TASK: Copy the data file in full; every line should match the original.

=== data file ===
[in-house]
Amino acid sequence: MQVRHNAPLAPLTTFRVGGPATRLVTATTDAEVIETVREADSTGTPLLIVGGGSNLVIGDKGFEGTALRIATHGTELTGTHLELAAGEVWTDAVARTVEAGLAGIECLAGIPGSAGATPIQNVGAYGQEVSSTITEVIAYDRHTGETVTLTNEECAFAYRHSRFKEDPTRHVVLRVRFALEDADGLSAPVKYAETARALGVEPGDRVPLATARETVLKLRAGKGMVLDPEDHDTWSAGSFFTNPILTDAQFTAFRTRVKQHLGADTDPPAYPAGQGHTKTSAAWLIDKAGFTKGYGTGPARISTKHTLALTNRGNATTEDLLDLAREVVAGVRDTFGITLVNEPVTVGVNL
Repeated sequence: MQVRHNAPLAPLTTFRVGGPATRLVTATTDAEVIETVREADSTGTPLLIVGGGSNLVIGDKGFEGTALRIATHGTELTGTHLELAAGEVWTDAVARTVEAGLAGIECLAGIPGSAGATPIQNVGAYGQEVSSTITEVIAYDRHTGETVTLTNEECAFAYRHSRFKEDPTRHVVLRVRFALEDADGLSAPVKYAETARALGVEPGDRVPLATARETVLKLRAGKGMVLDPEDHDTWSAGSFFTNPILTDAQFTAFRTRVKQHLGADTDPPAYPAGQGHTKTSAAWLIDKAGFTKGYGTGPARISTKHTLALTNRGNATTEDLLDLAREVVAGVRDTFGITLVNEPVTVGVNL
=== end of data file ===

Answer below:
[in-house]
Amino acid sequence: MQVRHNAPLAPLTTFRVGGPATRLVTATTDAEVIETVREADSTGTPLLIVGGGSNLVIGDKGFEGTALRIATHGTELTGTHLELAAGEVWTDAVARTVEAGLAGIECLAGIPGSAGATPIQNVGAYGQEVSSTITEVIAYDRHTGETVTLTNEECAFAYRHSRFKEDPTRHVVLRVRFALEDADGLSAPVKYAETARALGVEPGDRVPLATARETVLKLRAGKGMVLDPEDHDTWSAGSFFTNPILTDAQFTAFRTRVKQHLGADTDPPAYPAGQGHTKTSAAWLIDKAGFTKGYGTGPARISTKHTLALTNRGNATTEDLLDLAREVVAGVRDTFGITLVNEPVTVGVNL
Repeated sequence: MQVRHNAPLAPLTTFRVGGPATRLVTATTDAEVIETVREADSTGTPLLIVGGGSNLVIGDKGFEGTALRIATHGTELTGTHLELAAGEVWTDAVARTVEAGLAGIECLAGIPGSAGATPIQNVGAYGQEVSSTITEVIAYDRHTGETVTLTNEECAFAYRHSRFKEDPTRHVVLRVRFALEDADGLSAPVKYAETARALGVEPGDRVPLATARETVLKLRAGKGMVLDPEDHDTWSAGSFFTNPILTDAQFTAFRTRVKQHLGADTDPPAYPAGQGHTKTSAAWLIDKAGFTKGYGTGPARISTKHTLALTNRGNATTEDLLDLAREVVAGVRDTFGITLVNEPVTVGVNL